Tel: 852-23327182

Email: ziteng@hkstar.com

Website: www.ziteng.org.hk

We believe that everyone, regardless of his/her profession, social status, religion, sexual orientation or gender, is entitled to have human rights. We should all be treated fairly by the legal system and other social institutions without being oppressed or menaced by violence.


Stories of Sex workers


Violence against Sex Workers by Society

Tsing-Yee worked in a massage parlor. When the parlor closed down, all other employees were compensated. Tsing-Yee and all the other masseuses, however, were not regarded as employees and therefore not compensated at all. She was also frequently harassed by her neighbors, such as verbal abuse, vandalizing, or even splashing feces on her door.

Violence against Sex Workers by the Legal System

Although sex work is not illegal, various criminal ordinances related to sex work make it difficult for sex workers to survive and they often become victims of unfair prosecutions.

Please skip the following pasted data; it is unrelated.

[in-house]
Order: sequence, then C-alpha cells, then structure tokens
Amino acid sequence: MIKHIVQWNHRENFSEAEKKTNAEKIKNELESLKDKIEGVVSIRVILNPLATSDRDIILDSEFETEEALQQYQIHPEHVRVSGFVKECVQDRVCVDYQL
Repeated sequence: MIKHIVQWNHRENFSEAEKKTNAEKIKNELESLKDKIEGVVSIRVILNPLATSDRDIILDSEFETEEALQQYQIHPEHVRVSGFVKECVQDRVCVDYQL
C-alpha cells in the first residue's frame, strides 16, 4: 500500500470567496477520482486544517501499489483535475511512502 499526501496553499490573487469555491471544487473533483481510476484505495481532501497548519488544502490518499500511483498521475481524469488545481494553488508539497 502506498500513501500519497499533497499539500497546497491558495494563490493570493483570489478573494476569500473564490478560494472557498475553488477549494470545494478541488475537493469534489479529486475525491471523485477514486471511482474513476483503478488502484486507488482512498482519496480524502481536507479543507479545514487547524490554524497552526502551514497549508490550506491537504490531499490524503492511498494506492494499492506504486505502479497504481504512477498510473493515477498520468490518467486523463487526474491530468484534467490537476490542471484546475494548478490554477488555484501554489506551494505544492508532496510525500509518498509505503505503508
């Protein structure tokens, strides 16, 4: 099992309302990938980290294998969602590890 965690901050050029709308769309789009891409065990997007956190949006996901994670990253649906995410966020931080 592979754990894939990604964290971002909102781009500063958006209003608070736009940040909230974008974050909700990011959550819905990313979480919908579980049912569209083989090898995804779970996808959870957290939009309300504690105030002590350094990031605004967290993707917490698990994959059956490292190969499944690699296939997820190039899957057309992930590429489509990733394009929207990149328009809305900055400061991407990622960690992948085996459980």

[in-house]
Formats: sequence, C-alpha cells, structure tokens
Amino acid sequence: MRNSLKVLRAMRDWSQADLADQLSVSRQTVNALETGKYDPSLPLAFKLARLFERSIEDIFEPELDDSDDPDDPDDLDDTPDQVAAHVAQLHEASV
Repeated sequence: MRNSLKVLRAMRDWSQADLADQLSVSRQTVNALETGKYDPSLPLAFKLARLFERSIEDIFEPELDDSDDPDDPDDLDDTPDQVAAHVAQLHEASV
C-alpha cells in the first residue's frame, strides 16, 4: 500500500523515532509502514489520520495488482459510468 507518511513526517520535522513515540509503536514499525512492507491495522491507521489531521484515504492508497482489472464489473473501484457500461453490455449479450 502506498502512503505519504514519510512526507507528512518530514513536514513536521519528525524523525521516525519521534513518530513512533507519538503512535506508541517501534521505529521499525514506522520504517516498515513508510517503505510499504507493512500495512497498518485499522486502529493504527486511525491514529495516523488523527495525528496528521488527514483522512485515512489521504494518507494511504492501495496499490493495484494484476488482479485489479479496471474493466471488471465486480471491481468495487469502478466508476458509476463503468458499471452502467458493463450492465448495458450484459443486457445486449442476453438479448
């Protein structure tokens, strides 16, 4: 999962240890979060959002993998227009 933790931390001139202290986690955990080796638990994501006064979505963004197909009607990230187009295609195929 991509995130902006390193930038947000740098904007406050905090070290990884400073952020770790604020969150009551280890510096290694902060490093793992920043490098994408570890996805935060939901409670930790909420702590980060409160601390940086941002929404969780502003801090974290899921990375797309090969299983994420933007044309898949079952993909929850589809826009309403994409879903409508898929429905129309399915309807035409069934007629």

Mei-lin was walking on the street when a police officer approached her and asked for sex service. She was arrested and falsely charged with soliciting for an immoral purpose. Eventually she was convicted because the judge did not believe her testimony since she was a sex worker.

Man Man was charged by the police for “Advertising on Prostitution” as She put the sign “welcome” on the door.


Violence against Sex Workers by Customers

Shao-Lin came to Hong Kong from Mainland China. Being a sex worker, she was constantly threatened by all kinds of violence from her customers, such as not paying after receiving service, robbery, rape, and even physical assault from an eighty-year-old man. She was eventually murdered.


Violence against Sex workers by the Police

1. Li Yuen-Yee provided sex service to a police officer (oral sex). Instead of paying the agreed $3000, the officer only paid $500. Yee was then beaten and the condom she used as evidence was discarded by a female officer. Yee was later charged with blackmail and assaulting police officer. In the end she committed suicide out of anger and frustration.

2. A police officer asked Ah Ming (male sex worker) to provide sex service. Since the police operation guideline allows “limited bodily contact”, the officer arrested Ah Ming after enjoying masturbation.